Elizabeth Mazzolini

Elizabeth Mazzolini.

Elizabeth Mazzolini

Elizabeth Mazzolini


Science Studies, Ecocriticism, Environmental Humanities, Waste Studies, Environmental Movements, Media and the Environment, Class and Environmentalism, Environmental Rhetoric

Selected Publications

Recent Articles

  • “The Institution, the Archive, and the Smoke-Filled Room.”  College Composition and Communication, forthcoming.
  • “The Taste of Oil.”  Cambridge Companion to Literature and Climate.  Cambridge:  Cambridge UP, 2022, 87-99. Print.
  • “Toxic Attachments:  Drug Epidemics and a Sense of Place.”  the minnesota review 92 (2019): 73-94. Print.


  • The Everest Effect:  Nature, Culture, Ideology (University of Alabama Press, 2015)
  • (co-edited with Stephanie Foote) Histories of the Dustheap: Waste, Material Cultures, Social Justice (MIT Press, 2012)

Works in Progress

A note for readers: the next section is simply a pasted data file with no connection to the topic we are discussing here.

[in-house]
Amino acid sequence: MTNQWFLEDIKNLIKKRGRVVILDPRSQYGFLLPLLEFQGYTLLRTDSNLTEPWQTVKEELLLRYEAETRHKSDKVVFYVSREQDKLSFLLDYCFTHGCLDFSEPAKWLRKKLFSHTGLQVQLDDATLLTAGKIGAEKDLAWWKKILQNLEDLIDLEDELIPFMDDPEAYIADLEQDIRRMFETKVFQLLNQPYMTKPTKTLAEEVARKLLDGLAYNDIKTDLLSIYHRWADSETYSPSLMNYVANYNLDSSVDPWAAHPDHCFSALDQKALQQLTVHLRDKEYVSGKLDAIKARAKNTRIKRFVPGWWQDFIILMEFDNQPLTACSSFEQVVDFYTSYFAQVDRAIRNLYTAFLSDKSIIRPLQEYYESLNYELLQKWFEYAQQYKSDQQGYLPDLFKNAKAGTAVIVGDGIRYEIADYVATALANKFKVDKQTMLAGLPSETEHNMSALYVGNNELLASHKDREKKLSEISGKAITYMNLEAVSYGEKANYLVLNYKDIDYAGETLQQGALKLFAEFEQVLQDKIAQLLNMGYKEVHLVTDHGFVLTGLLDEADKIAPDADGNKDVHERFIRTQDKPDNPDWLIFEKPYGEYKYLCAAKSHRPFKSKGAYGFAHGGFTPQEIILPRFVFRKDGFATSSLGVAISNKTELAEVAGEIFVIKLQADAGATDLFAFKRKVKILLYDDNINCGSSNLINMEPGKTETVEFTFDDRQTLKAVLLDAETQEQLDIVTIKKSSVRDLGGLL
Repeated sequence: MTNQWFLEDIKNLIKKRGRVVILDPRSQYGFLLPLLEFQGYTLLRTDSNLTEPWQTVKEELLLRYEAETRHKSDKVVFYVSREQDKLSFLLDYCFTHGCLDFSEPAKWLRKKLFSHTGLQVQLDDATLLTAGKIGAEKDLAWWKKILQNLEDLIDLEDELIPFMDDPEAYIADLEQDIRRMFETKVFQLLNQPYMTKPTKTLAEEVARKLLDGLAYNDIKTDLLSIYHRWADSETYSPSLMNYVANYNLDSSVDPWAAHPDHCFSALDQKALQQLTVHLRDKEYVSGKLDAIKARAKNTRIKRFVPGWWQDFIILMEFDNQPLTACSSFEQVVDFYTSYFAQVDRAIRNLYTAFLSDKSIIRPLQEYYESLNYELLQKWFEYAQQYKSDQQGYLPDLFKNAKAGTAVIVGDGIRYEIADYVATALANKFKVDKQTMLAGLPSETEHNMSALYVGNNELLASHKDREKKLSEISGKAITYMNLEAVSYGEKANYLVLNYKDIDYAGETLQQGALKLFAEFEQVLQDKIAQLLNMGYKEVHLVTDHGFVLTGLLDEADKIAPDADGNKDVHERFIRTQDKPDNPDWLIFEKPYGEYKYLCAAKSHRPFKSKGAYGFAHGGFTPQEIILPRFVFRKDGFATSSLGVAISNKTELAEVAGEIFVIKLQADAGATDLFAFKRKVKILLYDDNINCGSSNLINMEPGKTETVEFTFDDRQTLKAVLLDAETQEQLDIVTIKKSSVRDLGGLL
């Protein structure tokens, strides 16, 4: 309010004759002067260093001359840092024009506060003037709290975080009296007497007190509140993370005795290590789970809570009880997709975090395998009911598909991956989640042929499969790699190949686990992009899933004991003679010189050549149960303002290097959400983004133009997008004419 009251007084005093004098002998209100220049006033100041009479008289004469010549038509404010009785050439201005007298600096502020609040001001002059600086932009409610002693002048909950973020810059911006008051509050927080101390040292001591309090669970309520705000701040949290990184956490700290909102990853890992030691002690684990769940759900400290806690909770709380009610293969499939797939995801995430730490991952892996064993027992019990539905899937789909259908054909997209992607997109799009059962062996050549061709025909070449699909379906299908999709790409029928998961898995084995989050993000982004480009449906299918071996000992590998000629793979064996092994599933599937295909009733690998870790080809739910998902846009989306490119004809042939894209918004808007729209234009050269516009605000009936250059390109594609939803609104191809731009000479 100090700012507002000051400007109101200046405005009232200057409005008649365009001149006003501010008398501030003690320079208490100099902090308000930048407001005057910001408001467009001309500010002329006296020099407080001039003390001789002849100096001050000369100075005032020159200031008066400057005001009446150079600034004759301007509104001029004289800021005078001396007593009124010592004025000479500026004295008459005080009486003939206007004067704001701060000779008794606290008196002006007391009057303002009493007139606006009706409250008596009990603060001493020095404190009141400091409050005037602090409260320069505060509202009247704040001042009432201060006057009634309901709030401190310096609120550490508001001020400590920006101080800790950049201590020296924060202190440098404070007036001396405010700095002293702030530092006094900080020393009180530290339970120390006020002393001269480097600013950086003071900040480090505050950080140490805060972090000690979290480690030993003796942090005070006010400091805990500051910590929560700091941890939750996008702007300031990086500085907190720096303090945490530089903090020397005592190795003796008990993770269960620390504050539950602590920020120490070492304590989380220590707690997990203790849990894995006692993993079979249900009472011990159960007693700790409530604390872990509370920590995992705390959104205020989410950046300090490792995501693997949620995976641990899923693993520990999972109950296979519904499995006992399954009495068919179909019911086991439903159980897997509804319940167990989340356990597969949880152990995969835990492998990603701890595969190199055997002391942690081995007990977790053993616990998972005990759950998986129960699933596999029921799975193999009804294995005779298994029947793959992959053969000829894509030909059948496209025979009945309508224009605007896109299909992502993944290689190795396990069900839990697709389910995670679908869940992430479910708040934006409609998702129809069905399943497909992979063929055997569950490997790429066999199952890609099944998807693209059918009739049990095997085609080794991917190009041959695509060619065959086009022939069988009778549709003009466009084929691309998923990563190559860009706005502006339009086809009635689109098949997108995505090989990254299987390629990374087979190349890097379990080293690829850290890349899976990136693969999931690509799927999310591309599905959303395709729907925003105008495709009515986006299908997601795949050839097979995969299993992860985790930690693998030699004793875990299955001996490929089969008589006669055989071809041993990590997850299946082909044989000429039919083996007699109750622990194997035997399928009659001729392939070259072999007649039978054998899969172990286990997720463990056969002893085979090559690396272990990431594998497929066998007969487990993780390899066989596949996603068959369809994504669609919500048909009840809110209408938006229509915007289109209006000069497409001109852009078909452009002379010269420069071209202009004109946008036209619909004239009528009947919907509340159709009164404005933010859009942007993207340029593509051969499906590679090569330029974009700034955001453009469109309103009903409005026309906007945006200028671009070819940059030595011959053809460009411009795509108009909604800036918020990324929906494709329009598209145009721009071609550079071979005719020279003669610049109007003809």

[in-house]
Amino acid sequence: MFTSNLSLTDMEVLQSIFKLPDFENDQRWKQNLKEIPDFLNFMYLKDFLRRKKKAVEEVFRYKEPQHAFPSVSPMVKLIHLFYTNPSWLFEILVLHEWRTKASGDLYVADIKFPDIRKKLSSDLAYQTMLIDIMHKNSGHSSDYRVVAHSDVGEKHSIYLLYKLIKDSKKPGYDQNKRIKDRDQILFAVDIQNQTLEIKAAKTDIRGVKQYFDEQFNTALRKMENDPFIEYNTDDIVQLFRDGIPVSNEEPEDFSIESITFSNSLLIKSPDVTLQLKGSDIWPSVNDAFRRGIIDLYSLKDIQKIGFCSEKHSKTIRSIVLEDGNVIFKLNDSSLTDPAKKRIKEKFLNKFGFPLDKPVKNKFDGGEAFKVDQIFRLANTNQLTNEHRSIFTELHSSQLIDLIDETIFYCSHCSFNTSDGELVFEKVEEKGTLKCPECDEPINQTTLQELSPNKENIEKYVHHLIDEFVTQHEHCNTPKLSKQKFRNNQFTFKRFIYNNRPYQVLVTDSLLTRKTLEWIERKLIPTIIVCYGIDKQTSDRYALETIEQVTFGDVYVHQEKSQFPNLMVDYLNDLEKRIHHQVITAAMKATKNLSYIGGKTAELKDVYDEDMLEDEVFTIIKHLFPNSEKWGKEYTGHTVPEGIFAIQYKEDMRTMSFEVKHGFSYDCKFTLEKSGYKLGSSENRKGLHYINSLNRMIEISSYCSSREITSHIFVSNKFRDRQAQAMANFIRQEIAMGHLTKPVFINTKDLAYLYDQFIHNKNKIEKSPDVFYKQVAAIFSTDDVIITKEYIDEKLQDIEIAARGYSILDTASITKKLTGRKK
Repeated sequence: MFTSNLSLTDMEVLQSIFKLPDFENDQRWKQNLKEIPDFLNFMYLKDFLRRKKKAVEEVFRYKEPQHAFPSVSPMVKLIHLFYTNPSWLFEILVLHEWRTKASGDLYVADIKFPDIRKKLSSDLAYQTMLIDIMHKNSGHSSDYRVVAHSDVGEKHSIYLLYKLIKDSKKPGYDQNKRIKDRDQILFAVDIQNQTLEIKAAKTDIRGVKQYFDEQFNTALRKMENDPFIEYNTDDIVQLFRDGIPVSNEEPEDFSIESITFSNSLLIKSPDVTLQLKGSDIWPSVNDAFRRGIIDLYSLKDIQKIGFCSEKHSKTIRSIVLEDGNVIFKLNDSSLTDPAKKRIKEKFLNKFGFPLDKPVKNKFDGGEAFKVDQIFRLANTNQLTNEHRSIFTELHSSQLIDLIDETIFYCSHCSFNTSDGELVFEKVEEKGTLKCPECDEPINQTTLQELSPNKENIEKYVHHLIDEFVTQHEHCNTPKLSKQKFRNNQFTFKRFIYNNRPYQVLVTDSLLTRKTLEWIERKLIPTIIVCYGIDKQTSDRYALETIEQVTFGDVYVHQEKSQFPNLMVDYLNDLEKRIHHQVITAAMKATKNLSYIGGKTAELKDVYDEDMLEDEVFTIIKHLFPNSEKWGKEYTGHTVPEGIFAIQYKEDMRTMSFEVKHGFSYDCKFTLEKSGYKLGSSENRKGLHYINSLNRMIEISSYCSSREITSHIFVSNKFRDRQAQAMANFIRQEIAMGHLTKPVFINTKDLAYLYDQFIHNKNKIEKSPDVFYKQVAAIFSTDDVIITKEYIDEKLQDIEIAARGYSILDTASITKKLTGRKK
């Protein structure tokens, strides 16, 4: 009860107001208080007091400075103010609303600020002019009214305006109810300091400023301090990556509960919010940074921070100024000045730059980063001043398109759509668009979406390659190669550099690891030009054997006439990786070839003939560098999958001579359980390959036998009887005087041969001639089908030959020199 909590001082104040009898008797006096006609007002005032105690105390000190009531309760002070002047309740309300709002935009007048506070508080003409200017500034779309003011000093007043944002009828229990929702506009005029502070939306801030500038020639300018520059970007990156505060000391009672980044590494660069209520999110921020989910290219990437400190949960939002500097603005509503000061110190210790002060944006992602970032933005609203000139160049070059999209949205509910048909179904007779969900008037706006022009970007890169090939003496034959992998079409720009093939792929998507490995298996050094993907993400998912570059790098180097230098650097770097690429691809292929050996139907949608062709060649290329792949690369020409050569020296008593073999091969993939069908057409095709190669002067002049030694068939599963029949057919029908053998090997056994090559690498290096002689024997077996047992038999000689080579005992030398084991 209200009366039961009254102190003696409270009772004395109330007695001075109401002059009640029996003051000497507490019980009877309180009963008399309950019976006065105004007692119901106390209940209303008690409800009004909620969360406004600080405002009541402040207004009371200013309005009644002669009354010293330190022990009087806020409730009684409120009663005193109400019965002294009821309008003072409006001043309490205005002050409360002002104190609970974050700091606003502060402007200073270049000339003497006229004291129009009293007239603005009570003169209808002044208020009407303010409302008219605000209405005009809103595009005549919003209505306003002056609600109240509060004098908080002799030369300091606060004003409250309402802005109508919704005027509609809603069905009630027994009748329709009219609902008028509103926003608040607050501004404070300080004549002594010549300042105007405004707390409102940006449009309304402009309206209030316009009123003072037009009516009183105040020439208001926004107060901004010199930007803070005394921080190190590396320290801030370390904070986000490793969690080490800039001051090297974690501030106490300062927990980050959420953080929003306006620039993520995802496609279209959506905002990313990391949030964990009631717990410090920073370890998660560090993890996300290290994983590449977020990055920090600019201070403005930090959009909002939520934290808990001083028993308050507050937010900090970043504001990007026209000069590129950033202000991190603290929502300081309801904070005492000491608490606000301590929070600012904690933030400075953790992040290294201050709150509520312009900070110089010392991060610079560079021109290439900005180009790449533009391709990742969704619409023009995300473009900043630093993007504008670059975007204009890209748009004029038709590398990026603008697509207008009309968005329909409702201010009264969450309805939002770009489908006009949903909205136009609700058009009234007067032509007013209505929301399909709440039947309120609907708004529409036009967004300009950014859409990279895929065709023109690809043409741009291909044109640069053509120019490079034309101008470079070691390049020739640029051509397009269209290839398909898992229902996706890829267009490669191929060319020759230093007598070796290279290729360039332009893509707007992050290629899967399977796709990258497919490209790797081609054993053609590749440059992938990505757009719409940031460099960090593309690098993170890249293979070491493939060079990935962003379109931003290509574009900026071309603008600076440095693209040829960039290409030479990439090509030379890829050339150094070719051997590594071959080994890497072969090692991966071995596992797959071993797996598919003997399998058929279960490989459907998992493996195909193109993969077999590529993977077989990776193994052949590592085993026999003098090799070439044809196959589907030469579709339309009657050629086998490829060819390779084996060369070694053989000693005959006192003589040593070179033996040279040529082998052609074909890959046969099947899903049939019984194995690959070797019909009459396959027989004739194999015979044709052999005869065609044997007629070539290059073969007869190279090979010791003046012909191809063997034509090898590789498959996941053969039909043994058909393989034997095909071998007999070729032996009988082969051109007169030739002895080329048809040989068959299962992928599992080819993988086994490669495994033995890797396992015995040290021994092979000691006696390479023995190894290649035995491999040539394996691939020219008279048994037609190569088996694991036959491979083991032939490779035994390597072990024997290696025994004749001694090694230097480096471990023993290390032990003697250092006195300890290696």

“American Toxic” is a book-length project that recovers widespread use of the term “toxic” from mere metaphor by connecting it to co-incidental poisonings in the late 1970s:  peak smoking rates in the US, the crisis at Love Canal, and the emergency at Three Mile Island.  While the book is about toxicity, it focuses not on biological or chemical mechanisms of delivery and antidotes, but on communicative ones.  The moments I look at are part of what I call “rhetorical infrastructure”:  material arrangements enabling communicative action. With toxicity theorized in humanistic scholarship as a breaching of borders via exercise of power, and with the understanding that rhetoric too is shaped by power, “American Toxic” articulates poisoning through rhetorical events. The book shows how the foundation of contemporary reference to the toxic was laid not only by the ubiquity of toxins themselves (which hardly remain contained to the events I explore), but also by the way the toxins were rhetorically shaped, by poisoners and victims alike.  Resisting reference to our living in “unprecedented times” and the slick metaphorization of toxicity, “American Toxic” recovers toxicity’s communicative materiality, remaining cognizant that the purity and wholeness subtending use of “toxic” are politically loaded fantasies.  Insisting on the specificity of material power dynamics around communicative apparatuses, “American Toxic” enables critique of the toxic without recourse to purity.